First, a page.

China exports cool, markets fall as US trade tensions rise
Concerns grow of a new round of tariffs leaving investors edgy as fallout from Washington and Beijing dispute filters through to real economy
Edgy with a hint of menace. Markets in China are feeling the heat as growth in the manufacturing sector shows signs of cooling amid rising tensions between Washington and Beijing.
On Monday, the benchmark Shanghai Composite Index dropped by 2.52% to close at 2,775.77 points, while the Shenzhen Component Index fell 1.58%.
Blue chip companies suffered a torrid time with the CSI 300 index plunging almost 3%. Hong Kong was closed for a holiday and escaped the market mayhem.
“It could take at least several months for the major stock indexes to bottom out,” Chen Xiaopeng, an analyst with Sealand Securities, said, sounding a pessimistic note.
As for the renminbi, or yuan, it continued its fall, with the currency trading at 6.6503 to the US dollar in late trading.
Elsewhere, the Nikkei 225 dropped 2.21% to close at 21,811.93 points and the KOSPI in Seoul dipped 2.35% to end at 2,271.54.
Still, turmoil on the Shanghai Composite Index wiped out the 2.2% rally last Friday and came after disappointing manufacturing data.
Clouding the issue is the threat that United States trade tariffs, worth up to US$34 billion on a range of Chinese imports, will take effect on July 6. If that happens, Beijing will respond with similar duties on an array of US goods.
Already the looming impact of this tit-for-tat trade battle has seeped through to the real economy.
The Caixin-Markit Manufacturing Purchasing Managers’ Index, or PMI, declined to 51.0 last month from May’s 51.1. Released on Monday, it remained above the 50-point mark which separates growth from contraction.
But the independent survey showed that new export orders contracted for the third straight month.
“The index for new export orders fell to a low for the year so far and remained in contraction territory, pointing to a grim export situation amid escalating trade disputes between China and the US,” Zhong Zhengsheng, the director of Macroeconomic Analysis at CEBM Group, a subsidiary of Caixin Insight Group, said.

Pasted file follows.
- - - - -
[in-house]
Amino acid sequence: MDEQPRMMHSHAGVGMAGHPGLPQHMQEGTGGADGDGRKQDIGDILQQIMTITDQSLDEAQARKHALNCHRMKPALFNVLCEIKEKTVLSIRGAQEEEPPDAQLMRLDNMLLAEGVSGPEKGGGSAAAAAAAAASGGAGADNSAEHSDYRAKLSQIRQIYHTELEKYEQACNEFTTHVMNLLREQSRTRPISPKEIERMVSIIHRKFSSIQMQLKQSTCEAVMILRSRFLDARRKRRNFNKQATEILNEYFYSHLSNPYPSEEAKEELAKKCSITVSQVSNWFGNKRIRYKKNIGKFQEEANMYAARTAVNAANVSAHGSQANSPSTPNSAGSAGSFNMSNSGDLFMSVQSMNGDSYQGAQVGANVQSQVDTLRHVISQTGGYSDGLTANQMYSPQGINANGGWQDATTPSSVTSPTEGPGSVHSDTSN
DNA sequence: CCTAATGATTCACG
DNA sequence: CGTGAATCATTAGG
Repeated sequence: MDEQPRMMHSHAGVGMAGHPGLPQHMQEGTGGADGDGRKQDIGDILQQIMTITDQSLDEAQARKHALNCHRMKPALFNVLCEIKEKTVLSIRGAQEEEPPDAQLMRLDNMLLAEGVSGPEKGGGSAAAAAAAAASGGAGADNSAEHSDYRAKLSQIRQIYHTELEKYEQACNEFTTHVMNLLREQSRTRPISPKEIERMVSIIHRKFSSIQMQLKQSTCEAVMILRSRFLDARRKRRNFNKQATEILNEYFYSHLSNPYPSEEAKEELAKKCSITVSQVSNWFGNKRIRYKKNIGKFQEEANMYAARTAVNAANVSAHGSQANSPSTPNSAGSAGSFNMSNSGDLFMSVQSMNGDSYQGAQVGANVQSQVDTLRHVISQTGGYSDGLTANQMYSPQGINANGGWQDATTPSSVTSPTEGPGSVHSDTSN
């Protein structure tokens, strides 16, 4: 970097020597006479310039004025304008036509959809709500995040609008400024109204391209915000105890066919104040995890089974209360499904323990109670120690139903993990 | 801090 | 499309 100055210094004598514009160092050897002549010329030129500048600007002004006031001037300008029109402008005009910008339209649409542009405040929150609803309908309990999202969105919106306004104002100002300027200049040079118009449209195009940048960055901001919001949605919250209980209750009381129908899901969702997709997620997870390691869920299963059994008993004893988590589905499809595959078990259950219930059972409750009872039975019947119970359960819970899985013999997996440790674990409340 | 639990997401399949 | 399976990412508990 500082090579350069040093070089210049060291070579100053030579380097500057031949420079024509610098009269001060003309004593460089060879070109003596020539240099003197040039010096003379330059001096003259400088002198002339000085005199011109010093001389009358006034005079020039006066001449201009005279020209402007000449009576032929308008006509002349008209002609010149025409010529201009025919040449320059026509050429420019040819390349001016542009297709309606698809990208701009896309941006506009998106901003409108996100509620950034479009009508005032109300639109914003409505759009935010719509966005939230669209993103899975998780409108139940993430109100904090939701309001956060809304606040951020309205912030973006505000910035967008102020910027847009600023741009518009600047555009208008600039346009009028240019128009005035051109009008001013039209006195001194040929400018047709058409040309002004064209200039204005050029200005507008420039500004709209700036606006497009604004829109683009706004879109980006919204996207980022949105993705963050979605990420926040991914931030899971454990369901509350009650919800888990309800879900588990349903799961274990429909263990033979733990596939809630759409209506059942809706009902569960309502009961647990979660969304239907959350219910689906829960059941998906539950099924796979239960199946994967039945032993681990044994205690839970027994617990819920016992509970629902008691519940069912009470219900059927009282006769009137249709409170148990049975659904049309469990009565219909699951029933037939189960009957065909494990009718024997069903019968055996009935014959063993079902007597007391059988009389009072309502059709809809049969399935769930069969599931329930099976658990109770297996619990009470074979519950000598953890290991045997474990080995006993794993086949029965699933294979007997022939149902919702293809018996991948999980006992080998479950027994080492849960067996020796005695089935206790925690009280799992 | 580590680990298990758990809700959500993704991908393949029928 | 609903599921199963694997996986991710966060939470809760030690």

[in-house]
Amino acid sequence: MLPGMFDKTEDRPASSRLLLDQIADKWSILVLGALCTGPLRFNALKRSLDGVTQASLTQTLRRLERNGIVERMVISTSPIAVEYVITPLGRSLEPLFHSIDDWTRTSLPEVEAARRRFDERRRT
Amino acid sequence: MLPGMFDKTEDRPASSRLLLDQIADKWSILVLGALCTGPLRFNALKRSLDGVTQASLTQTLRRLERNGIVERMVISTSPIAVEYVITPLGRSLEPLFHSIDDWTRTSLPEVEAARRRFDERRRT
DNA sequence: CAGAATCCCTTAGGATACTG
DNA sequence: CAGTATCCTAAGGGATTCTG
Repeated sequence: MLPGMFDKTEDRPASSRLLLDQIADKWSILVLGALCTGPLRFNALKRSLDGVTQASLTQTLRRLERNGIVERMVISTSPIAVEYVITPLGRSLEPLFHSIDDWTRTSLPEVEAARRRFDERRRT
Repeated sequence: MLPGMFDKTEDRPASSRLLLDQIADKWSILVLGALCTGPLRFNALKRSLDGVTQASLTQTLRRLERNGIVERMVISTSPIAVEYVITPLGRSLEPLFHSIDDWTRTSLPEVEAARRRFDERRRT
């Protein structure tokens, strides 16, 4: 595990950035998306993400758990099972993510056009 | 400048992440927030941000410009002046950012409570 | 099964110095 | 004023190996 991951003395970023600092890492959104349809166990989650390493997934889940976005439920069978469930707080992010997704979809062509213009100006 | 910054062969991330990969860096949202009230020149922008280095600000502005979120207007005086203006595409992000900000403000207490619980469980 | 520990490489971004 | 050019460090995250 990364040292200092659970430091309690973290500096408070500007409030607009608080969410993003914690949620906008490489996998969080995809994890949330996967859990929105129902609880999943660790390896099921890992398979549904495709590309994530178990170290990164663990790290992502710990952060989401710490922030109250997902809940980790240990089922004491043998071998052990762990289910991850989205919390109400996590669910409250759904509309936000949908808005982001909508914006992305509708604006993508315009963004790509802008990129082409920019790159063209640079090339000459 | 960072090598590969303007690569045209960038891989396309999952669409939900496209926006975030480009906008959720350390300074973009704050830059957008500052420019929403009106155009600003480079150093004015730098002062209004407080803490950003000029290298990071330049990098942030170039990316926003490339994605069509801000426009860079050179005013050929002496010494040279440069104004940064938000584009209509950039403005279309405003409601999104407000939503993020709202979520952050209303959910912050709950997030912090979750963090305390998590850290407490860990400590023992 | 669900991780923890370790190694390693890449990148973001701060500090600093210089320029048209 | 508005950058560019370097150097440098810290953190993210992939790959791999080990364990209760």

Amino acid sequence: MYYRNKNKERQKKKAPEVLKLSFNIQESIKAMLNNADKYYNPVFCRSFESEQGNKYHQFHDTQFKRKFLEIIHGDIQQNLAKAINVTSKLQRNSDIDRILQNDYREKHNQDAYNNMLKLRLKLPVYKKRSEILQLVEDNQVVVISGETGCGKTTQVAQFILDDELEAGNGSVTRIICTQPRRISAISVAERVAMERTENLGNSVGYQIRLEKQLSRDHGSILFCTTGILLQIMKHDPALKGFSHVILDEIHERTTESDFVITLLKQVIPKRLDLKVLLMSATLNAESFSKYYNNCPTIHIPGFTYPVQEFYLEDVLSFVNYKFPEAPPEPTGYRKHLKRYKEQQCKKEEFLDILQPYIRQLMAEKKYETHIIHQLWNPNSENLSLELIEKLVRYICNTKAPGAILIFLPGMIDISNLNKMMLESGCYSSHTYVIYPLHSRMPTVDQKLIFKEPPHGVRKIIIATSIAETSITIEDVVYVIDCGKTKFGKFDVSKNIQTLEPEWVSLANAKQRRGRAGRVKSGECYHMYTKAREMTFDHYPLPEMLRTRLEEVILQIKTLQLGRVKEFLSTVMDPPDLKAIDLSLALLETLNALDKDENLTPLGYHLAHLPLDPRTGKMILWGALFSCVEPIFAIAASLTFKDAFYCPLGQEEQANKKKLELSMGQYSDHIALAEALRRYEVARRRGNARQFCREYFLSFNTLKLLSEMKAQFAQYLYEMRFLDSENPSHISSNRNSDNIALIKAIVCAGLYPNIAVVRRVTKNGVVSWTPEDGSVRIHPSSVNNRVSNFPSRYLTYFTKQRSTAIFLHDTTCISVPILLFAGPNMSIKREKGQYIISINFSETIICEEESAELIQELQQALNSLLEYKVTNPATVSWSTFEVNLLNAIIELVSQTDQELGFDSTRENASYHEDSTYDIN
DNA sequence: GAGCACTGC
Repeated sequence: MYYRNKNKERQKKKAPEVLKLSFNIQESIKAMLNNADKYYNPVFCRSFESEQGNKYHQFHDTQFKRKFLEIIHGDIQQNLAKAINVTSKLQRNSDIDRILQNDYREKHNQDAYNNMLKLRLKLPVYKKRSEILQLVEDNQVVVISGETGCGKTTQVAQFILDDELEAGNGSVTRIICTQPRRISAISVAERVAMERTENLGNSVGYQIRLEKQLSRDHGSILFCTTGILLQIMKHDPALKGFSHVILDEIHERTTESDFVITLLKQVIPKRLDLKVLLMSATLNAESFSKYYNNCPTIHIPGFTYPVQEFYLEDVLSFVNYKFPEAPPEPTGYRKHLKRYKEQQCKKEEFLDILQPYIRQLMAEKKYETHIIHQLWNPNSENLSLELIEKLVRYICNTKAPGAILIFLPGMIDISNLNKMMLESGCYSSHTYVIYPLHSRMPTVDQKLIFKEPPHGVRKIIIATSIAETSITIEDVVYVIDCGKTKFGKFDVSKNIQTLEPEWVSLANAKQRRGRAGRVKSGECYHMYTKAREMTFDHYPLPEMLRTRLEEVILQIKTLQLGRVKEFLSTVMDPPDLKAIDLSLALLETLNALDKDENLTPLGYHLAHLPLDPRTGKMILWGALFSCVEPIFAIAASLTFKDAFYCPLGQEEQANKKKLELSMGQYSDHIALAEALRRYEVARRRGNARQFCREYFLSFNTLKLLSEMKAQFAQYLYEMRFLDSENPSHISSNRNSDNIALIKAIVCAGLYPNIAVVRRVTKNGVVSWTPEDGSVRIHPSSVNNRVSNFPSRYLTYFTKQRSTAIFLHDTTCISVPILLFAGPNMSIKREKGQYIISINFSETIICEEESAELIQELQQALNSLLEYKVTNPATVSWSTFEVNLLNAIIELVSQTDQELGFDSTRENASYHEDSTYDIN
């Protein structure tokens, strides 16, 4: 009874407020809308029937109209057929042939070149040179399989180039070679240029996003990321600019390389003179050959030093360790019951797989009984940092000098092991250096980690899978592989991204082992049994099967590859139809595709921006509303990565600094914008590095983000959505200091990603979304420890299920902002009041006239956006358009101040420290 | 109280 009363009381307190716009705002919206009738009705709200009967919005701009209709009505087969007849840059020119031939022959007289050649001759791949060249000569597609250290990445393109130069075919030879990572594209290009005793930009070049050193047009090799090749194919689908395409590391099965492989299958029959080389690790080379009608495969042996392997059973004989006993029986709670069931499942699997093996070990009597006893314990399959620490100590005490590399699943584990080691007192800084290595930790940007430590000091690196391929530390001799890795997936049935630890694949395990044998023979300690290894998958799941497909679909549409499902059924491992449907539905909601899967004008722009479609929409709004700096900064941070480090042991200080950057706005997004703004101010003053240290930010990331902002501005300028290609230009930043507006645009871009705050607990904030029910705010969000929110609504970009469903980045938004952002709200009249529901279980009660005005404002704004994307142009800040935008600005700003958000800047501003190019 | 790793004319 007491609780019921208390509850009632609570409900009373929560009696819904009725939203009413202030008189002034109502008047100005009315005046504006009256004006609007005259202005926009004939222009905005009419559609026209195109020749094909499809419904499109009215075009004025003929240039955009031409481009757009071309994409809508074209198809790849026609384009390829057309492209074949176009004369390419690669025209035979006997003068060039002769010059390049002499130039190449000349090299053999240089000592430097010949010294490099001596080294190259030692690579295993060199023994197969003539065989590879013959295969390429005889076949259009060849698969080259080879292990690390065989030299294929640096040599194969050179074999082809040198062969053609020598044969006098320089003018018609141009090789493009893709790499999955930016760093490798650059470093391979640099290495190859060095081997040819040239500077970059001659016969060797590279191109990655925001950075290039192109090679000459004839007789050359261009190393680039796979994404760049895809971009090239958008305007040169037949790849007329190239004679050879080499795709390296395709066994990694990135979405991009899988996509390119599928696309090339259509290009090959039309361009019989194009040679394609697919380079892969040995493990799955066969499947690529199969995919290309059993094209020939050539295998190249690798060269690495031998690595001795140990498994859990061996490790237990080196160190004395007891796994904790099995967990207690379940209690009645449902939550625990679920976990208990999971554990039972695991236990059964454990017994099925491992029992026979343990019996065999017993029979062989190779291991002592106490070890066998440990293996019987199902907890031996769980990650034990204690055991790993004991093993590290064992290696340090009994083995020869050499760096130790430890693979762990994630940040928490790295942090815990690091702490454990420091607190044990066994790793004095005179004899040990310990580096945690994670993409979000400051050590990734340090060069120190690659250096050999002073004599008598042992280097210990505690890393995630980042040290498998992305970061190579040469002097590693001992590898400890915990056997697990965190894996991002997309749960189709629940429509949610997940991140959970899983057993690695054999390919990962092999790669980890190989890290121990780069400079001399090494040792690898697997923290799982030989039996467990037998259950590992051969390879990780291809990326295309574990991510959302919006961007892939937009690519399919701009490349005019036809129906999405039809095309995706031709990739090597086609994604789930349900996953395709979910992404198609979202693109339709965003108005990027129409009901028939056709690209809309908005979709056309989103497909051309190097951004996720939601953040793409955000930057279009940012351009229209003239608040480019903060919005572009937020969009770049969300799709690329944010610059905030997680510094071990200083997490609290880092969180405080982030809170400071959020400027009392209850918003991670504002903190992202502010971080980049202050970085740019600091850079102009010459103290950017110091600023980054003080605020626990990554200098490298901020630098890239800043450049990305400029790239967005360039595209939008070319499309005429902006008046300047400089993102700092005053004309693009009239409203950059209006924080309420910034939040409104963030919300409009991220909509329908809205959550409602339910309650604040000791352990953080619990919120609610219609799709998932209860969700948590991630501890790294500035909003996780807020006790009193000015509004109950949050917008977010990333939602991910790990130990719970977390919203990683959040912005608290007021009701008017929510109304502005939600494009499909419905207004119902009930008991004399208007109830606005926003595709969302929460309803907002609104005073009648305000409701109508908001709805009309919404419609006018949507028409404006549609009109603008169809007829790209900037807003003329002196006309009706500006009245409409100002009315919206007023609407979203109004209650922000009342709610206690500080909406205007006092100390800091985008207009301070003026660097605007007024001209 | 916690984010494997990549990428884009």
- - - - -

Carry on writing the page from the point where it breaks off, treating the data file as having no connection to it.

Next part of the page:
“Overall, the manufacturing PMI pointed to strengthening price pressures in June. Deteriorating exports and weak employment, along with companies’ destocking and poor capital turnover, put pressure on the manufacturing sector,” Zong added.
On Saturday, the official manufacturing PMI from the National Bureau of Statistics highlighted that export orders tumbled into negative territory, the clearest sign yet that the spat between Beijing and Washington is having a significant impact on growth.
Although the PMI stood at 51.5 last month compared to 51.9 in May, the sub-index of new export orders fell to 49.8 from 51.2, illustrating a distinct downturn in sentiment.
The China Federation of Logistics and Purchasing, which is involved in producing the survey, confirmed that concerns about trade tariffs were behind the weak “new export” numbers.
“In previous months, companies expedited exports because they had foreseen this complicated situation of international trade,” the federation said in a statement. “As the trade friction between the United States and China escalates, exports start to ebb.”
The country’s stock exchange is already in bear market territory while the renminbi, or yuan, has slumped to its lowest level since the currency’s 2015 devaluation, leaving investors worried.
Last week, the People’s Bank of China, the de facto central bank, announced a cut of 0.5 percentage point in the amount of reserves that banks must hold.
While that move unlocked about 700 billion yuan (US$106 billion), most of those funds were targeted for the debt-to-equity swap program to clean corporate balance sheets. Around 200 billion yuan will be used to boost small and macro companies struggling to obtain investment.
Yet the central bank will probably cut the reserve ratio by another 50 basis points each quarter for the rest of year, according to a note from economists at Goldman Sachs Asia, Bloomberg reported.
“We continue to expect the PBOC to adjust its policy stance as needed to cushion any domestic growth slowdown and any materialization of trade friction,” Goldman Sachs’ economists wrote in a note.
To add to market fears, the European Union is understood to be preparing tariffs worth $300 billion on US imports if Washington decides to press ahead with extra duties on cars manufactured in the EU, the Financial Times reported.
In a written statement to the US Department of Commerce, the EU set out plans to respond to potential new US threats, according to the FT.
At the weekend, US President Donald Trump increased the rhetoric when he told Fox News that the EU was “possibly as bad as China, just smaller” when talking about trade deficits with other countries. “It is terrible what they do to us,” he said.
“Trump sounded upset about Europeans selling Americans things Americans want to buy,” Paul Donovan, an economist for the global investment bank UBS, told The Guardian website in London.
“The Financial Times reports the EU is threatening to tax a fifth of US exports if the US imposes taxes on consumption of EU autos and auto parts. That would be a trade war,” he warned.